Class 120

Photo: Benedikt Dohmen

I’ve got to say at the outset that I haven’t always been a fan of the Class 120 electric locomotive. The 120’s were the successor to the Class 103, and in my humble opinion, the 120 was a colorless imitation of the 103.  I don’t know exactly why, maybe it’s the brick-like appearance of the locomotive. The engine is just a series of flat surfaces with rounded corners. Looking at it from the outside, there’s just not that much there. I’m over that now, for a delightful reason. I got to ride inside the cab of a Class 120, and I now readily admit that I was wrong.

I had done a favor for a friend at the Märklin factory and he wanted to return the favor. He knew someone who had worked for Mother Märklin, but had tired of it and went back to work for the real railroad. He was now the German equivalent of Road Foreman - Engines for the Deutsche Bundesbahn.

Everybody was being coy about it, but I was slowly being maneuvered toward Augsberg.  It doesn’t take much to convince me to go ride a train anyway, so when it was suggested that we should ride a regional to Augsberg, I said yes.  The trip was uneventful, and when we got there, I commenced to taking photographs of the local railroad flora and fauna.

Soon enough, the train for Stuttgart pulled in, and my host was urging me to photograph the locomotive, a Class 120, Number 118 in the series.  I wrinkled my nose but obliged with a photo.  Then, he was urging me on: “Wouldn’t you like to take a photograph of the inside cab?”  The door opened and we climbed in.  Everybody was smiling and we exchanged introductions. Then the cab door was closed and latched.  The train starter signal lit up, the crew looked out both sides as the train slipped out of the station and we were off.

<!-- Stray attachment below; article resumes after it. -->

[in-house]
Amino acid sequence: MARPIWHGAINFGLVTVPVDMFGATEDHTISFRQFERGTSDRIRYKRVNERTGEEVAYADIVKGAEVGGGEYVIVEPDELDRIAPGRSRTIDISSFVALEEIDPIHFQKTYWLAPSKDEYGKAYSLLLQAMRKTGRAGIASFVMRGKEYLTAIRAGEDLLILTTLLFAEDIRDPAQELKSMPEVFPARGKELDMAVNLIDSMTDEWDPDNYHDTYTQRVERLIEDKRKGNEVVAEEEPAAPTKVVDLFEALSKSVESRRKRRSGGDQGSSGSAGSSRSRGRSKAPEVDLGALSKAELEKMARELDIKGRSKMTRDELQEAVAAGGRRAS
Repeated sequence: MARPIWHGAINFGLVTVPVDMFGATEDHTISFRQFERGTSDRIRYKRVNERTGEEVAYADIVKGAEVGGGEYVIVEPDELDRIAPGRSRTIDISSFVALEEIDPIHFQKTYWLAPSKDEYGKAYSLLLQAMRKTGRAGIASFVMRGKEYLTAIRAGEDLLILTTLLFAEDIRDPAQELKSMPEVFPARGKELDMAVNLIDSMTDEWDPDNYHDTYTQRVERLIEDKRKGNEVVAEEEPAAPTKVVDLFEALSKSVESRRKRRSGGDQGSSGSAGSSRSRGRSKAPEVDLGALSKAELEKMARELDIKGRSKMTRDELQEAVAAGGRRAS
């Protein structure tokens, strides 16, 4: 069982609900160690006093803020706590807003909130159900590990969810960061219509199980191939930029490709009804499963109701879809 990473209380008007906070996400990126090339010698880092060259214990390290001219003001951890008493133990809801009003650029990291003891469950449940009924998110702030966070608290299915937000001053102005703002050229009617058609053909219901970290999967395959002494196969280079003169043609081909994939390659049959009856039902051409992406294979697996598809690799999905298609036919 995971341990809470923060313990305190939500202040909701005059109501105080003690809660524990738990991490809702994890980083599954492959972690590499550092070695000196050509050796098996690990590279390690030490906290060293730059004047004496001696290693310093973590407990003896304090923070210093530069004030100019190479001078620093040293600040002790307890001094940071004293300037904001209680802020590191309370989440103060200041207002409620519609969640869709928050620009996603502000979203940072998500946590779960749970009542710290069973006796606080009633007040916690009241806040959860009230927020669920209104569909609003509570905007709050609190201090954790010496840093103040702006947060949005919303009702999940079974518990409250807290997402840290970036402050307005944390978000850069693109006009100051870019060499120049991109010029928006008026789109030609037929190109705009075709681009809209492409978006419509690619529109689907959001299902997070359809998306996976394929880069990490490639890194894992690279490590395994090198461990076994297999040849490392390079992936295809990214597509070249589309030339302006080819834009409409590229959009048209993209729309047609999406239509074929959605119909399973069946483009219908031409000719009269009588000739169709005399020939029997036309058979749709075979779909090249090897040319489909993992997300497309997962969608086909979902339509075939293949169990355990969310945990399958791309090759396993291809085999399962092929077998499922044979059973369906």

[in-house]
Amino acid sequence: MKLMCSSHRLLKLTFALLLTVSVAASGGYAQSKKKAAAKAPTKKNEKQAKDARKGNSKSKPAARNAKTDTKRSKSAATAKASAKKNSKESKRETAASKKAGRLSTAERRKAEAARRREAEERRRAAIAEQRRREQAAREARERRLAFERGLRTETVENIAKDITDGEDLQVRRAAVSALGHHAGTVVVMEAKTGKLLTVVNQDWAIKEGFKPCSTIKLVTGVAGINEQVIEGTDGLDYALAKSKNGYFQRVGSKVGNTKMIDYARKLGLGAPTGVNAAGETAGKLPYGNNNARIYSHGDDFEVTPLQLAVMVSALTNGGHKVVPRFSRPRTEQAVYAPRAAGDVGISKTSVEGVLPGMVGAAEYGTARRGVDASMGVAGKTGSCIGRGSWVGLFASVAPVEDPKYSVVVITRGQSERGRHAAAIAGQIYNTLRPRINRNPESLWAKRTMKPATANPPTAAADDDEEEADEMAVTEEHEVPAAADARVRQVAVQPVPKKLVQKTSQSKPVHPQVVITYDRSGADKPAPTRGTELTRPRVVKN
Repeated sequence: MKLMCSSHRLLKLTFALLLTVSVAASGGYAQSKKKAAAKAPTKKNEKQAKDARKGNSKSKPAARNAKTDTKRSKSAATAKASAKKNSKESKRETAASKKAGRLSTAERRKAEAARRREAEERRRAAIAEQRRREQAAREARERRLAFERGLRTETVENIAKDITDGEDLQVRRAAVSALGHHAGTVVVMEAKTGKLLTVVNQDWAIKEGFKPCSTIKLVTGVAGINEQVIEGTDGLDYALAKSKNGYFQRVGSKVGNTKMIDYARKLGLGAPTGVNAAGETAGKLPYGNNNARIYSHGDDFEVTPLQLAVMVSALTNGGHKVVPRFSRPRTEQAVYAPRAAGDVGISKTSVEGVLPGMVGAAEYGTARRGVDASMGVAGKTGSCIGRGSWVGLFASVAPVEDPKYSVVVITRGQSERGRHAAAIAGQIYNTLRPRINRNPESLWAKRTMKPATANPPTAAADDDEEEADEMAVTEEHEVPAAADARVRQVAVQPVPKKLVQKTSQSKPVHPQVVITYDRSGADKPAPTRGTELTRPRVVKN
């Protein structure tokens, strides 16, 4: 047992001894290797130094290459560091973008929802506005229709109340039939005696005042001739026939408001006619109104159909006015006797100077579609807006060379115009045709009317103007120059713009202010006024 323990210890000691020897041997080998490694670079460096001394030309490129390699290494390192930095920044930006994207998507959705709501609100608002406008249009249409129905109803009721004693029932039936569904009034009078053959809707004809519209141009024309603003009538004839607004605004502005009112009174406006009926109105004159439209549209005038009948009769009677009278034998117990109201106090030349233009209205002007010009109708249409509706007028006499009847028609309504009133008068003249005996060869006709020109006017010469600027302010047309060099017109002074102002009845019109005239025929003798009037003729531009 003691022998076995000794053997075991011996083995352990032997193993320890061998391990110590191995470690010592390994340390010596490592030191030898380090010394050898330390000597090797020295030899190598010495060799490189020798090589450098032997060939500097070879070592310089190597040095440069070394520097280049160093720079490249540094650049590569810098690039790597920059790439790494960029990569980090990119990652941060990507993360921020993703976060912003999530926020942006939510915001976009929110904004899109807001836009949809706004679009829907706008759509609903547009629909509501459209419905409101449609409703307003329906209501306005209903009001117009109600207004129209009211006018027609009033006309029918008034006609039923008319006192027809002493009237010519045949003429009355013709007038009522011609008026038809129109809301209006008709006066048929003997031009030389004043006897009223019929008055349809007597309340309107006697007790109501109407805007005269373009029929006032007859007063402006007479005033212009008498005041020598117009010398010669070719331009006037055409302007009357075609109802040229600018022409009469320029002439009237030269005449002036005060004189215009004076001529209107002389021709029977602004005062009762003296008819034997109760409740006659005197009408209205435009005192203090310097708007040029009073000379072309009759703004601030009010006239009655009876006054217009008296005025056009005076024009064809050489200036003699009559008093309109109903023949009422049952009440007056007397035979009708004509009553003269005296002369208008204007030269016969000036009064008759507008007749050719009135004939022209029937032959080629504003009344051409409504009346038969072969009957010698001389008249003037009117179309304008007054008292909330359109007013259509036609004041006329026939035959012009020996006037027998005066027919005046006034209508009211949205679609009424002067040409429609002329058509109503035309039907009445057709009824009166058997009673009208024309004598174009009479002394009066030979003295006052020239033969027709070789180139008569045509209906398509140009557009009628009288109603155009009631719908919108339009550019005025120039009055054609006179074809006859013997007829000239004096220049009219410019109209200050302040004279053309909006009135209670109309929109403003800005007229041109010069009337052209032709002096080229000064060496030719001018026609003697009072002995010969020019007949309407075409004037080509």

Our RFE was at the controls, while the train’s engineer stood nearby.  The Stuttgart Interegio loped along for a bit and the track then curved over another main line. The tracks then straightened out and I watched as the locomotive’s speedometer quietly climbed upward to 200 Km/Hr (that’s 120 miles an hour in English terms). And the speedometer stayed at 200 for miles (or kilometers).

What amazed me was that this is just a routine, everyday event.  There are hundreds of trains that do this everyday in Germany and nobody thinks about it.

The Class 120 won me over that day.  It is just another routine day hauling just another routine train at 120 mph, an event that is a special moment in the United States but is just another routine train trip in Germany.

As we flew along on glass smooth track, the cab was remarkably quiet and conversation was held in normal tones.  The engine just flat out ran; there was no rocking and rolling, no loud scream of machinery. It rode like a flying brick.

Courtesy: Phil’s Loco Page

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